Shipwrecks: Sunken Secrets of the UK Coast

The UK coastline is littered with a sunken treasure of around 90 known shipwrecks, with thousands more potentially just waiting to be discovered.

Among the fiercest of seas to have claimed many famous ships is The North Sea, which stretches along the UK’s East coast from Dunnet Head at Scotland’s northernmost tip, right down to the furthest Southern point of Shetland’s Horse Island.

It’s along this East Coast that our team here at Rieker have focused a shipwreck search; from Teesport to the Thames Estuary, this stretch of stunning coastline is home to many rocks, caves and abandoned ships just waiting to be discovered.

So strap on your hiking sandals, ready your walking footwear, and explore five of our favourite shipwrecks!


Blockship Tabarka

Blockship Tabarka, Scapa Flow, Scotland

Scapa Flow, Scotland

One of three remaining blockships (a ship that has been grounded in a channel to block it, often in times of war to stop enemy advances or to provide shelter) that protected Scapa Flow from submarines during World War 2, the Blockship Tabarka is now one of the finest dive sites in Europe.

Thanks to the ship’s huge cargo bay and the fast flow of water, the site is a haven for marine life and divers alike. Lying in just 15 metres of water, at low tides the seaweed-covered metal of the hull can be seen from above the surface, providing hikers around Orkney’s amazing coastline a glimpse of this sunken ship.


SS Forfarshire

SS Forfarshire, Farne Islands, Northumberland, England

Farne Islands, Northumberland, England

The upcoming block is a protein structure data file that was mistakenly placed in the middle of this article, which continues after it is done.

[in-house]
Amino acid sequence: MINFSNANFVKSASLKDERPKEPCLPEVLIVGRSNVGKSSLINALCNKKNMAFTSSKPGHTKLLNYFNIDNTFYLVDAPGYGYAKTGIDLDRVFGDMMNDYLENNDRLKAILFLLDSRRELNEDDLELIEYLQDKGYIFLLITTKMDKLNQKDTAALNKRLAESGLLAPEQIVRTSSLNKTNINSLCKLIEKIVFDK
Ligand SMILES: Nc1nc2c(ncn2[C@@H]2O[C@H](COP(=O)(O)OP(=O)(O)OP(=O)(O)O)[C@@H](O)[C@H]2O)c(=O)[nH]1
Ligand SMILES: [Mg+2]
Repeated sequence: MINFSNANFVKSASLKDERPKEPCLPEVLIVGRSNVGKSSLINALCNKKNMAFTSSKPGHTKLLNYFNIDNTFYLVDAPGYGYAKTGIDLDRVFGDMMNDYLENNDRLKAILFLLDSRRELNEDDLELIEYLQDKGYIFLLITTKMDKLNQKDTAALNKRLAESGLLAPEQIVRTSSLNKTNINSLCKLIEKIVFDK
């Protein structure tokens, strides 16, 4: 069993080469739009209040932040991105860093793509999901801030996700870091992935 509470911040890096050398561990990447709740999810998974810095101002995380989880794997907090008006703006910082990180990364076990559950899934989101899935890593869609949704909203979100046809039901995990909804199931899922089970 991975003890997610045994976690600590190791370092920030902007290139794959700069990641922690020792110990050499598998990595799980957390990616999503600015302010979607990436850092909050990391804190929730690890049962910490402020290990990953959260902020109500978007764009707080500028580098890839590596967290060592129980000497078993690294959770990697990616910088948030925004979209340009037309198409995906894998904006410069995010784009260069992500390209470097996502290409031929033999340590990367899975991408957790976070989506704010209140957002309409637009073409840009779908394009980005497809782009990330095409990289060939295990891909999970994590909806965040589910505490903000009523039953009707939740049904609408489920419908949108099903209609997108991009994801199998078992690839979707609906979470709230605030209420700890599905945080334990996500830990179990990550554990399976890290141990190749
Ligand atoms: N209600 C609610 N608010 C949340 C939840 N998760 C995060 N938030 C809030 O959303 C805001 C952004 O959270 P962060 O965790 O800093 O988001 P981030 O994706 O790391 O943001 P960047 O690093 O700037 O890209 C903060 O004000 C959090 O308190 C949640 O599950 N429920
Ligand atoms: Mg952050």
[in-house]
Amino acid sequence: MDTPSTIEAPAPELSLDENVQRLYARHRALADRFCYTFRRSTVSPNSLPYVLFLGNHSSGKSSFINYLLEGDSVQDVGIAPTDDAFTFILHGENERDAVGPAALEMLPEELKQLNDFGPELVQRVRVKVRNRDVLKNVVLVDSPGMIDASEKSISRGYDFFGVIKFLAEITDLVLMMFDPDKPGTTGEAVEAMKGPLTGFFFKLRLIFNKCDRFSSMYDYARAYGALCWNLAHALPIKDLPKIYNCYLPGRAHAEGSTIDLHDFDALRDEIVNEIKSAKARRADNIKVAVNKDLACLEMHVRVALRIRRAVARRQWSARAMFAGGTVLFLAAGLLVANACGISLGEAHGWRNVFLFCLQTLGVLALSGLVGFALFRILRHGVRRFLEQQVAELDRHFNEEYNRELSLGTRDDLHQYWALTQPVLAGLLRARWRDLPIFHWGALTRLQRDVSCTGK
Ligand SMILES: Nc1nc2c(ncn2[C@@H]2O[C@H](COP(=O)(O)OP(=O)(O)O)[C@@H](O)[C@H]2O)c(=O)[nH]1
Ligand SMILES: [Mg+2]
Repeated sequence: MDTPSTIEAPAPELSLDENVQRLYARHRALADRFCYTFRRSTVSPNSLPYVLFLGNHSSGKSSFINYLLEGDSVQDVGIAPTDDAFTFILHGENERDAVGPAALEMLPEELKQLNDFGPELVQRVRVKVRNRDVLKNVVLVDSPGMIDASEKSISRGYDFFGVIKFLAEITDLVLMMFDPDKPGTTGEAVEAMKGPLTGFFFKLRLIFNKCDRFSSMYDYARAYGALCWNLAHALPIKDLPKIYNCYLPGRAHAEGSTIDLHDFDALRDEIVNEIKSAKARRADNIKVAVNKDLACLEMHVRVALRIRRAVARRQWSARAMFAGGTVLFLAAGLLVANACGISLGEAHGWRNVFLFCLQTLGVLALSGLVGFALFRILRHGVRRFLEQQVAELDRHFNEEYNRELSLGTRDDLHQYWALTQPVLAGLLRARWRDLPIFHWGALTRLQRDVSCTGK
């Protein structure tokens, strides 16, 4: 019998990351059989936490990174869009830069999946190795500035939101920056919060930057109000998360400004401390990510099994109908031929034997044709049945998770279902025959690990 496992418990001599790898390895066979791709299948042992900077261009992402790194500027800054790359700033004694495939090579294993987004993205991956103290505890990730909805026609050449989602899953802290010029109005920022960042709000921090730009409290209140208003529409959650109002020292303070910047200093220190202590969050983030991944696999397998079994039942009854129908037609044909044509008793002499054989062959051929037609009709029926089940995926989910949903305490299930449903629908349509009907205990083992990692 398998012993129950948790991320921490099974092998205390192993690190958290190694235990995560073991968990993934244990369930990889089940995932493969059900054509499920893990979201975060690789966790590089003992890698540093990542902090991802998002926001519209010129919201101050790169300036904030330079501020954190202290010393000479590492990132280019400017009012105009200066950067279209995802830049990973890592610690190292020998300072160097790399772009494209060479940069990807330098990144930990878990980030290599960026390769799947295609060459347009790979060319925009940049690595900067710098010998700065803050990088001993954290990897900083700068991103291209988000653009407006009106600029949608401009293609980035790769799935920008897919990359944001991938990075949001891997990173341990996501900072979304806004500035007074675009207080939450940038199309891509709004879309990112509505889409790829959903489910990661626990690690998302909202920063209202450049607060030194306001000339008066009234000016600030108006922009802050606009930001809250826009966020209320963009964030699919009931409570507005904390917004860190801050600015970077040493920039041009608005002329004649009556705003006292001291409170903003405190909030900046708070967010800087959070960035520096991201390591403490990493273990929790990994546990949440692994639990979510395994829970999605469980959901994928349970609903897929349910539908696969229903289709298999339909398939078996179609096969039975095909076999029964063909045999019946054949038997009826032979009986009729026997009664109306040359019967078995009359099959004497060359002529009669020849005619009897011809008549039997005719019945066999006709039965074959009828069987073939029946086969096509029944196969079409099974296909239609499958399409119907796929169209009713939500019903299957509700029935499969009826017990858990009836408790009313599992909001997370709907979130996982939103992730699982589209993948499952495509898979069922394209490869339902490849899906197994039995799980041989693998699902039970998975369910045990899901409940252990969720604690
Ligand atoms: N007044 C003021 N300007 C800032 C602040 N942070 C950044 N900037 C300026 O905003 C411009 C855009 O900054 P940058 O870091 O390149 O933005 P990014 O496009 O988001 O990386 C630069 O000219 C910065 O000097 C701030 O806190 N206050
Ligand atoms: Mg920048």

An infamous shipwreck that bore the way for the legend of Grace Darling and her father, William. Keepers at the Longstone Lighthouse (which is still in use today), the two rowed 1,700 yards in rough seas in a daring rescue mission towards the SS Forfarshire, saving 9 lives in the process and being rewarded for their bravery.  

Alongside the legendary Longstone Lighthouse, visitors to the area can walk the many paths around The Farne Islands, taking in the stunning views and copious amounts of wildlife, including colonies of Puffins, Arctic Terns, Guillemots and more – as well as getting close to the breeding grounds for thousands of Grey Seals.


HMS London

HMS London, Southend-on-Sea, Essex, England

Southend-on-Sea, Essex, England

The very same ship that escorted King Charles II from the Netherlands back to England, the HMS London (perhaps quite fittingly) sunk in the Thames after blowing up mid-voyage. The oldest shipwreck on our list, ‘The London’ sank into the Thames Estuary 40 miles from London itself at Southend-on-Sea, an event that was recorded in Samuel Pepys’ famous diary on March 8th, 1665.

There’s plenty to be enjoyed nearby the famous shipwreck site thanks to Southend’s stunning coastline, including the world’s longest leisure pier which stretches a massive 1.33 miles from the shore.


SS Richard Montgomery

SS Richard Montgomery, Sheerness, Kent, England

Sheerness, Kent, England

The shipwreck of the SS Richard Montgomery is perhaps one of the most famous ships in the UK, as well as one of the most widely reported abandoned ships. This is largely thanks to the 6,127 tons of munitions still on board the vessel, which includes around 1,400 tons of TNT explosive.

Due to the dangers surrounding this wreck, would-be sightseers are prohibited to go within 1,600ft of the site. Though it sits around a mile from shore, marooned on the sandbanks of the Thames Estuary near Sheerness, you can still see the masts of the sunken ship protruding from the waves. The Thames Estuary also offers fantastic walks along sandy beaches, while boasting a rich area of wetlands to explore.



Preußen, Crab Bay, Dover, England

Crab Bay, Dover, England

Just beyond the famous white cliffs of Dover lies the remains of one of the most impressive ships ever built; the five-masted, German-engineered Preußen was the world’s only ship of its kind. Designed to outlast any storm and ride any wind, it wasn’t the weather which saw the end of the Preußen, but rather a collision with another vessel.

Thanks to only sitting in 6 metres of water, during low tides the ribs of the shipwreck can still be taken in alongside the glorious views from Crab Bay, while there are plenty of walks to be enjoyed along the vast cliffs and long, pebbled beaches too.

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